Sam Burnham, Curator
The first English settlers landed in the South, along the banks of Virginia’s James River in 1607. It would be 13 more years before the pilgrims would arrive at Plymouth. By that time, the Virginia colonists had discovered their cash crop.
Long before Eli Whitney’s contraption crowned King Cotton, the South made its living with this plant. Tobacco became popular in Europe and colonial farmers planted it anywhere they thought it would grow. There are even tales of women growing it in their window boxes.
Over the years this plant was used multiple ways as people smoked in pipes, cigars, and cigarettes. It was snorted as snuff. It was chewed or “dipped.” It became more than a cash crop. It became part of the culture. South Georgia farming consisted of cotton, turpentine, and tobacco. It’s hard to think of North Carolina without thinking of “Tobacco Road.”
These days tobacco, in all its forms, is relegated to anathema. The Feds say it’s bad for you. Honestly, they’re right. It’s not a particularly healthy activity. And in their zeal to protect people from themselves, they have added exorbitant taxes, prohibited advertising, banned smoking in privately owned “public” places, and added all sorts of other regulations and restrictions. All of these incursions have run parallel to a gradual loosening of similar restrictions on liquor, which the Feds also say is bad for you. One conspiracy theory I find intriguing is that this is because you can make liquor up north but you can’t grow tobacco there.
Ironically, liquor and tobacco naturally go together. A glass of bourbon is the perfect compliment to a nice cigar. That being said, we’ve discussed before how bootleggers gave us stock car racing, the premier series of which became The Winston Cup. Cars carried advertisements by various cigarette and smokeless tobacco companies. Of course beer companies got in on the act as well. Liquor was banned from advertising at that time, even though liquor gave us the sport. Times change and now liquor has a little more liberty but tobacco is out. Which is kinda funny considering the low number of tobacco related automobile accidents. And tobacco products have to carry a warning label that basically states “if you use this product, you’re going to die.”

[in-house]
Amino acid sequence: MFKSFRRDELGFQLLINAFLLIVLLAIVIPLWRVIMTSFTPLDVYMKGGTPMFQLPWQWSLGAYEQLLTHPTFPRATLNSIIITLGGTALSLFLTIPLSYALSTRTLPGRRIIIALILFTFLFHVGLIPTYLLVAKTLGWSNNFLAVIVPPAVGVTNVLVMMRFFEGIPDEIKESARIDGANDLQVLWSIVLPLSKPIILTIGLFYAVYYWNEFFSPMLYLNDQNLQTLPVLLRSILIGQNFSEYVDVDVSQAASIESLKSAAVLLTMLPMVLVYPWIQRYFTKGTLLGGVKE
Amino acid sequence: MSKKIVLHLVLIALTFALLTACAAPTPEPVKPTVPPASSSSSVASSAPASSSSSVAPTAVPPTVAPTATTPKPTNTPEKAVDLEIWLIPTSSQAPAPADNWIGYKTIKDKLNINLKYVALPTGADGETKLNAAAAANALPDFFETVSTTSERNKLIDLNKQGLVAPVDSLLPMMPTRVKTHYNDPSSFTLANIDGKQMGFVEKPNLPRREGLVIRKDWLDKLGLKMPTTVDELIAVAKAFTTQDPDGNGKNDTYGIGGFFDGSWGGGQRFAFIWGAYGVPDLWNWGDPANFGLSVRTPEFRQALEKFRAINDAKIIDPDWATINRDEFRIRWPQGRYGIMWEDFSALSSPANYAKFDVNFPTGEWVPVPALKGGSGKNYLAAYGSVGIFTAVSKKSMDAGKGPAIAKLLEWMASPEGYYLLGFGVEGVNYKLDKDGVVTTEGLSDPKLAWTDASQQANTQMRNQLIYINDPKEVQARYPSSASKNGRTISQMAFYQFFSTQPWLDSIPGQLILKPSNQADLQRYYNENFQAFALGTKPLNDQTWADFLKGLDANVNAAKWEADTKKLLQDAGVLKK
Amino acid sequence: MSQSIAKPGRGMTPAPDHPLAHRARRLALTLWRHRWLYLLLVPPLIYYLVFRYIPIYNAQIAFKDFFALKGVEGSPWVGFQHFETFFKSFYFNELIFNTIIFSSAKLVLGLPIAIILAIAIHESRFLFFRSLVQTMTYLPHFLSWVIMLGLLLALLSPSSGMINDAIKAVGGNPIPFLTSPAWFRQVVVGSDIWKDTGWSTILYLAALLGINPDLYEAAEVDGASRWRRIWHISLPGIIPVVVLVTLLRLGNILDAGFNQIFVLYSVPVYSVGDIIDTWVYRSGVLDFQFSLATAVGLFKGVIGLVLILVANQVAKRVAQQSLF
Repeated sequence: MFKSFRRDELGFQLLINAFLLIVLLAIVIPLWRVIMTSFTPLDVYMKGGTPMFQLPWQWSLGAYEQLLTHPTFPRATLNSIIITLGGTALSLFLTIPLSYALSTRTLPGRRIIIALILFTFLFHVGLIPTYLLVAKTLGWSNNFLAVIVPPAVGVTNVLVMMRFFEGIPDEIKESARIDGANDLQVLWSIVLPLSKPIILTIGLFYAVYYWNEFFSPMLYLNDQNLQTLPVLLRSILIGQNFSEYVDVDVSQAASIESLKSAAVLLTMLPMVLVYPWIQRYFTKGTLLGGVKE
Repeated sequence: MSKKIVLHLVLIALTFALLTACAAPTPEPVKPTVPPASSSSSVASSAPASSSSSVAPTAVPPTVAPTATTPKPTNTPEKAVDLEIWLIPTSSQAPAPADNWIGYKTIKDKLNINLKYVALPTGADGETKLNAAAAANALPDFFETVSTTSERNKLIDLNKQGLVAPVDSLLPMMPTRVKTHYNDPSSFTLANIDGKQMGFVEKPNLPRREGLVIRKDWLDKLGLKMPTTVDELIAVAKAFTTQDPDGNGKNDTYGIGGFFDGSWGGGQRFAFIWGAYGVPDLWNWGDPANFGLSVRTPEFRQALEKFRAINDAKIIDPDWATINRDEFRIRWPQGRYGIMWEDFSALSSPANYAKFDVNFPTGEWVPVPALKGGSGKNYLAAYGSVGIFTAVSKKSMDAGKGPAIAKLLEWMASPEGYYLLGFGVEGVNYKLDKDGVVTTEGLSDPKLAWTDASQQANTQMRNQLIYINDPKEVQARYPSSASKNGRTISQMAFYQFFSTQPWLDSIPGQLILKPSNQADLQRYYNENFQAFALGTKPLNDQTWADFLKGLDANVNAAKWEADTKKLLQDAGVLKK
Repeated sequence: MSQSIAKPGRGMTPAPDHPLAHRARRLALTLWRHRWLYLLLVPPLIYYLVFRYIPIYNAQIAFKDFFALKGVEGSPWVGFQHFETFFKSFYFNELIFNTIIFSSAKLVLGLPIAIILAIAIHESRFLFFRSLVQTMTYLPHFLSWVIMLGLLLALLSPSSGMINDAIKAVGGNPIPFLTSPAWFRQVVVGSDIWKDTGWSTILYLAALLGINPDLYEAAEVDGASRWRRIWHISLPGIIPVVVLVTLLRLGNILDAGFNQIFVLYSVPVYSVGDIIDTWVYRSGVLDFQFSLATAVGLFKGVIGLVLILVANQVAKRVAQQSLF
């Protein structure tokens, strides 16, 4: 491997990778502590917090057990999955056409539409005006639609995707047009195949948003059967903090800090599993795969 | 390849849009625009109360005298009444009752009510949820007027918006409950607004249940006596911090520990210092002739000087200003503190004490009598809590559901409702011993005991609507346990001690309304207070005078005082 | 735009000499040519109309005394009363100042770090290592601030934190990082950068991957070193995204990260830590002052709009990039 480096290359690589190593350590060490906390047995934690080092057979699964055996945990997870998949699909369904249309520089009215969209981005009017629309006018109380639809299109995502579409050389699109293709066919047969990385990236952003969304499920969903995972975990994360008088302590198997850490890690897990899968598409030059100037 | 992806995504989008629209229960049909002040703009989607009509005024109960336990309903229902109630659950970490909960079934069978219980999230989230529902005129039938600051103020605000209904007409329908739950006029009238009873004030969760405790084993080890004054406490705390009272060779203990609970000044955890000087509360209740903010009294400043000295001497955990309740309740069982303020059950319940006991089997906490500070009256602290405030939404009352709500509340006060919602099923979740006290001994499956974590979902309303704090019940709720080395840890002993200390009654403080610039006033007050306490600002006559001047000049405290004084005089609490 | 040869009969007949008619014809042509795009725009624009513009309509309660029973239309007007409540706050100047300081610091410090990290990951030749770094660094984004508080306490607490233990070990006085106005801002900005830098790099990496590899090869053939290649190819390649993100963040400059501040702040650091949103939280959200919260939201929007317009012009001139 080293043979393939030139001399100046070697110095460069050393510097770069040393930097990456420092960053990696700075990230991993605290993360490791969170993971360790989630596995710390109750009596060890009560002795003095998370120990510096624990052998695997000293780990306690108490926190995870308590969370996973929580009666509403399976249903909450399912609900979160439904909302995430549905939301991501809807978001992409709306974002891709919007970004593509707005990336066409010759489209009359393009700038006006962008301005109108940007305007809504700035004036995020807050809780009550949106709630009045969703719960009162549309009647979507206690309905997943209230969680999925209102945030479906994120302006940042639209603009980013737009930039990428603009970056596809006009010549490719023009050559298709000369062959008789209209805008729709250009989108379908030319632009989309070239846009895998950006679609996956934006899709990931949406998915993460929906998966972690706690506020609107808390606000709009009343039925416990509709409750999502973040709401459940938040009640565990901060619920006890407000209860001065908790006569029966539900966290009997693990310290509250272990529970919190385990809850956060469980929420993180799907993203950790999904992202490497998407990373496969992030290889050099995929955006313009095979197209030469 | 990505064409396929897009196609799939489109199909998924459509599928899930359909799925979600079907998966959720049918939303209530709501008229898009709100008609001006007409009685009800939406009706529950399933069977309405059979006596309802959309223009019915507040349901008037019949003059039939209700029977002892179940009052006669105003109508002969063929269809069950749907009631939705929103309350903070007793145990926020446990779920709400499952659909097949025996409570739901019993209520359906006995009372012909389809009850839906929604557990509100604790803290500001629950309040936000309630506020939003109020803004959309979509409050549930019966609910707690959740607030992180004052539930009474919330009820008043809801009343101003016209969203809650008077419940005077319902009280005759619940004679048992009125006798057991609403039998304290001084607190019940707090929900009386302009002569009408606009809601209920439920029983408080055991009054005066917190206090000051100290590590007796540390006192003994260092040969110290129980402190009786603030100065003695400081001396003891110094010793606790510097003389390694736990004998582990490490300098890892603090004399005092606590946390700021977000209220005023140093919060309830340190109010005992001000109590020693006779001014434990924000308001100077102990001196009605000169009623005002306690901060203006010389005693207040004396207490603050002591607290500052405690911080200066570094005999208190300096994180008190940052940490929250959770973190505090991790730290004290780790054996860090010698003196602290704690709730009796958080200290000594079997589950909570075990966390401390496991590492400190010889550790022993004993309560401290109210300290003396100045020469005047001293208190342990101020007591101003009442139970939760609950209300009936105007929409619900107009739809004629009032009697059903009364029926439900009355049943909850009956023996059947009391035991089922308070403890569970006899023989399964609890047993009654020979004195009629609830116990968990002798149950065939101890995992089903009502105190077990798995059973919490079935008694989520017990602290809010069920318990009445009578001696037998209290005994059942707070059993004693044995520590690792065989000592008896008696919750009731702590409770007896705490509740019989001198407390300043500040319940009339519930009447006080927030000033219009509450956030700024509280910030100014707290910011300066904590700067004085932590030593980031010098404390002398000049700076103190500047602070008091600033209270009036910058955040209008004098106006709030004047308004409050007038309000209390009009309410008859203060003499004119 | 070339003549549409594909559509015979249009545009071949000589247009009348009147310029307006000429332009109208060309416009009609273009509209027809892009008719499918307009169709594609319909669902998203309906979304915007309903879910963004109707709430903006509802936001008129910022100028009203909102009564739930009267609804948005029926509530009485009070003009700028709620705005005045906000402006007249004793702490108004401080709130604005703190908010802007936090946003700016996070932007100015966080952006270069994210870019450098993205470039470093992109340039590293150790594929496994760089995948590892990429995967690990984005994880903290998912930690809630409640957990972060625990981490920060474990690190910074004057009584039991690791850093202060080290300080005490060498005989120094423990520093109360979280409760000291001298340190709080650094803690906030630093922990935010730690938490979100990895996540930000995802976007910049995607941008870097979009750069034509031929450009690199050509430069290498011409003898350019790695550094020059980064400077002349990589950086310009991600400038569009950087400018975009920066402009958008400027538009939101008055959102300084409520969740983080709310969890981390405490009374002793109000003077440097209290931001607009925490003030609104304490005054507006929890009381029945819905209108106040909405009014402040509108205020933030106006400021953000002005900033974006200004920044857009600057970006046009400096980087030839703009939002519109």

Well, no kidding. We’re all gonna die.
You don’t have to look too deep into history to see 18, 19, 20 year olds who invaded occupied Europe or island hopped across the Pacific and SAVED THE WORLD, fueled in part by Chesterfields and Lucky Strikes. Douglas MacArthur was rarely photographed without the world’s largest corncob pipe clenched in his teeth. Winston Churchill is the namesake of the size of cigar he made famous.
These were men of grit and determination, men who knew not the taste of avocado toast. They didn’t live in their parents’ basements. They came home and built things, started businesses, and became our grandfathers.
I’ve seen tobacco related illnesses ravage people and seen them die prematurely. I’ve also seen it catch up with smokers and kill them dead at age 90. I’ve also seen avid runners and fitness practioners not live to see 50. I don’t say all this to tell anyone to smoke and I’m certainly not telling anyone to give up healthy habits. I’m saying this life is short, regardless. I’m saying the government’s onslaught against tobacco is ridiculous in a free country and hypocritical in regard to policies governing liquor, sugar, automobiles, processed food, and a thousand other things that cause cancer or other terminal illnesses. It’s time for some perspective. It’s time to chill out just a little. It’s time for free men and women to make up their own minds. No one gets out alive.
Historian, self-proclaimed gentleman, agrarian-at-heart, & curator extraordinaire